Married as I am to a woman who spent two years of her life in the Dominican Republic, I wouldn’t be able to hold my head up in my own house if I came home with pre-packaged coconut milk. It just wouldn’t be manly of me. So I make my own. It tastes great, makes the kitchen smell amazing, and puts me in touch with my inner Gilligan.READ ON
Laminating via a roll — instead of a series of folds — is a very old technique. It likely predates folding lamination by several centuries. Introduced to Europe by the Arabs sometime around the high Middle Ages, it found favor in the more fashionable courts of Spain and Italy during the Renaissance. Over time it’s mostly faded from view, though it still hangs on in a few odd corners of the culinary world. I think it’s ready for a comeback.
Lamination by roll, just like lamination by folding, takes practice to truly master. I certainly haven’t mastered it, but now that I’ve more or less nailed down a formula and a process I think I’ll be doing it a lot more. I formulated and mixed the dough in such as way as to maximize gluten development. What results is an unusually soft yet elastic dough that can stretch even beyond what’s necessary for most roll-laminated projects. But that extra pliability makes it a lot more forgiving than other formulas I tried, and that’s always a nice feature.READ ON
I started cooking in an actually fairly decent restaurant when I was fifteen and a few months later, when I was 16, started soloing as a cook. For the rest of high school, through my college summers and for a couple of years after college I worked in a variety of kitchens, from cafeterias to steak houses. In my 30’s I went back to the kitchen and spent about five years baking and making pastries professionally.
In that time — about ten years total — I saw a lot of accidents. Lots of burns, plenty of cuts, knocks on the head, slips and falls, even a couple of broken bones. However by far the worst injuries I ever saw resulted from attempts at making chocolate shavings. Why? Because even experienced pastry chefs and bakers I knew made their chocolate shavings like this:READ ON
This post is the sequel to the number one runaway smash hit: Whipping Egg Whites which appeared in this space a couple of weeks ago. I meant to respond to all the requests earlier but I didn’t have any cream and was too lazy to go get some. Also Mrs. Pastry was put out enough as it was. Ever efficient, she deplores waste in all its forms. Which makes me wonder why she keeps me around at all. But that’s a post for another day.READ ON
What do “soft peaks” look like? What about “stiff peaks”? How do you know when you’re over-whipping? These are some of the great mysteries of egg foam making. But I say: let them be mysteries no longer! Let’s have a picture tutorial that will clear the air on this once and for all! Because being anxious over the height of your egg foam is one sure way to suck all the fun out of a baking project. Read this and go forward with confidence, friends. Making a perfect whip is easy if you know what to look for.READ ON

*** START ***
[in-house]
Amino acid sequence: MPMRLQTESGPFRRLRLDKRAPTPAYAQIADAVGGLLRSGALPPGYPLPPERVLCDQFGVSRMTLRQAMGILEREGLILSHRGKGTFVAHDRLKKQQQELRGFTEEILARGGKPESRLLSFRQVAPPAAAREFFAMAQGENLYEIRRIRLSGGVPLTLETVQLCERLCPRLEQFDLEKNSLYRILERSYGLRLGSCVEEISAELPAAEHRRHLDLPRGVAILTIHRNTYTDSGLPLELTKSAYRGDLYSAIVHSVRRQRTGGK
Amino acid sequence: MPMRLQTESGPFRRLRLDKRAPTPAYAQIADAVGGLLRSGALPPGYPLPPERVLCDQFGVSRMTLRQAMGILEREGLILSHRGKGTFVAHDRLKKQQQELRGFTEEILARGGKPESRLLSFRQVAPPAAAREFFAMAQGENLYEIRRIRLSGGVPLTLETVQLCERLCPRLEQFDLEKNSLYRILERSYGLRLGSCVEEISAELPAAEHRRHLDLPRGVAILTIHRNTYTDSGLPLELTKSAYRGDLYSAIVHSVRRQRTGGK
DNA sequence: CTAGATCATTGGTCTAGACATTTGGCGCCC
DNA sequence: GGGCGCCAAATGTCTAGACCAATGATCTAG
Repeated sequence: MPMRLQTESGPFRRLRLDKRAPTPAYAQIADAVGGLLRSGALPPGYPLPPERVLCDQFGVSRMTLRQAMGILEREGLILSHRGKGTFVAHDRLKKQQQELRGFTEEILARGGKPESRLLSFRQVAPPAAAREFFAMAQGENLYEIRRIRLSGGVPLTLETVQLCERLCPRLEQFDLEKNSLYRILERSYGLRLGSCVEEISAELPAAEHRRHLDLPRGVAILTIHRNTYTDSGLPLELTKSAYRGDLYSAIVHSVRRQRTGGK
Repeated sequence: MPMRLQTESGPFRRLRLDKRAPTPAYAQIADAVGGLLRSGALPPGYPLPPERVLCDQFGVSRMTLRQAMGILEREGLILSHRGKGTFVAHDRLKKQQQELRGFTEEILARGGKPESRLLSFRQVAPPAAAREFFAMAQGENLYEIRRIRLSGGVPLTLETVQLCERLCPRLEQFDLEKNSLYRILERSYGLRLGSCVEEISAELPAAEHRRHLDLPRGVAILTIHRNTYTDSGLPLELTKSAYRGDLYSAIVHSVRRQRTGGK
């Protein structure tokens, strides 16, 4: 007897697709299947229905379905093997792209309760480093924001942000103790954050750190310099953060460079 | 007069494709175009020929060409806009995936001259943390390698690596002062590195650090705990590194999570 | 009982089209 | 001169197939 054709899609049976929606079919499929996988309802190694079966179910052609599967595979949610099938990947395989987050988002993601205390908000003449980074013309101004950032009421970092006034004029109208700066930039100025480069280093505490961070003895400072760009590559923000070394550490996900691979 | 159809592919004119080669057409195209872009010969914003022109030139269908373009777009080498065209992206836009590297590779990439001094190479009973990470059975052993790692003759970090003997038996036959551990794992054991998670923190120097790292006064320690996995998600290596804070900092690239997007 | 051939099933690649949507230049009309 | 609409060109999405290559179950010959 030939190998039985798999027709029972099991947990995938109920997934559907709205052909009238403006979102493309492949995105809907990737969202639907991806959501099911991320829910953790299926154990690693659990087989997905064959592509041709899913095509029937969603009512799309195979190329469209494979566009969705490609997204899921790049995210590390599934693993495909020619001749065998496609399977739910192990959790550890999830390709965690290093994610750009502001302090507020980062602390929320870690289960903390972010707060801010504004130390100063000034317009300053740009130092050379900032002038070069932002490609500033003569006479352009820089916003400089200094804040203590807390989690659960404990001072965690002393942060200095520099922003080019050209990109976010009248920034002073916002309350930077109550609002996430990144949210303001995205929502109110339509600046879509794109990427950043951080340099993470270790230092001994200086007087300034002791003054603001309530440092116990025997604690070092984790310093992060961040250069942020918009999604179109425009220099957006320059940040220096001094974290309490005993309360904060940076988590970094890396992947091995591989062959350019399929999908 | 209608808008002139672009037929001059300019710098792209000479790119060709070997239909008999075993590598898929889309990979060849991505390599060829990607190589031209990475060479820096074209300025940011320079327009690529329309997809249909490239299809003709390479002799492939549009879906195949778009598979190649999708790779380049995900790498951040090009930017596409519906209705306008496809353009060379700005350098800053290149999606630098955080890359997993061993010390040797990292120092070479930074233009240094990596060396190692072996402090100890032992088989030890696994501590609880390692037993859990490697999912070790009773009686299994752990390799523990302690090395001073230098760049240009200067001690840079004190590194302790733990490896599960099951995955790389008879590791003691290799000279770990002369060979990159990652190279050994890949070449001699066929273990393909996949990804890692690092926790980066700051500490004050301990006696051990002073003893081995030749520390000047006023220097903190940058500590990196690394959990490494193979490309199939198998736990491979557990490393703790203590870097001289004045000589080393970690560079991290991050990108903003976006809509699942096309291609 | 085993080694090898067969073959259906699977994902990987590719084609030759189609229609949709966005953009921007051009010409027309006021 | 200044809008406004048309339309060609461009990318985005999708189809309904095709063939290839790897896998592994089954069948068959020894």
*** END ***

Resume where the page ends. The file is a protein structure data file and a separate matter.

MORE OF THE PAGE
Here’s a piece of kitchen gear you won’t find at the corner specialty shop: a pie dolly. It’s used for making “raised” pies in the British style, “raising” being the act of drawing pie dough up and around a wooden form to make the shell. It’s then filled, topped with a dough round, crimped and baked.READ ON
We modern foodie types are used to doing a lot of Continental cooking: French and Italian especially. So when we see a red or red-brown sauce we automatically assume there’s tomato in it. But in fact a lot of deep red and rust-colored Mexican sauces don’t have any tomato in them at all, just puréed chile pepper. Reconstituted dried chile pepper to be more exact.READ ON
If you enjoy mincemeat and/or British puddings, you’ve no doubt seen suet on an ingredient list. An easy-melting, mild-tasting fat taken from the kidney region of a steer, suet is akin to leaf lard on a pig. Brits of yester-year employed it as an inexpensive fat for enriching sweet baking.
It’s actually still used quite a bit, especially during the holidays, which is why you can still find commercially-shredded and packaged suet in the British Isles. Here in States the only kind of suet we can get comes straight from the steer, so we have to do the shredding ourselves.READ ON
It struck me that a little tutorial on apple prep might be warranted this week. While you don’t need to get super-fussy with apple peeling and coring, a little extra care makes a big difference in apple presentation in everything from tarts and cakes to turnovers and pies. The big thing is to always use a vegetable peeler, and then peel the apple in a spiral, like so:
Trussing a chicken is an easy thing to do and it vastly improves the texture of your roast. Why? Because the more you can draw any large piece of meat — not just a chicken — into a compact, ball-like shape, the more evenly it will cook. Extremities like legs drastically overcook when they simply stick out there in the oven’s heat. A little twine around the meat prevents all this.READ ON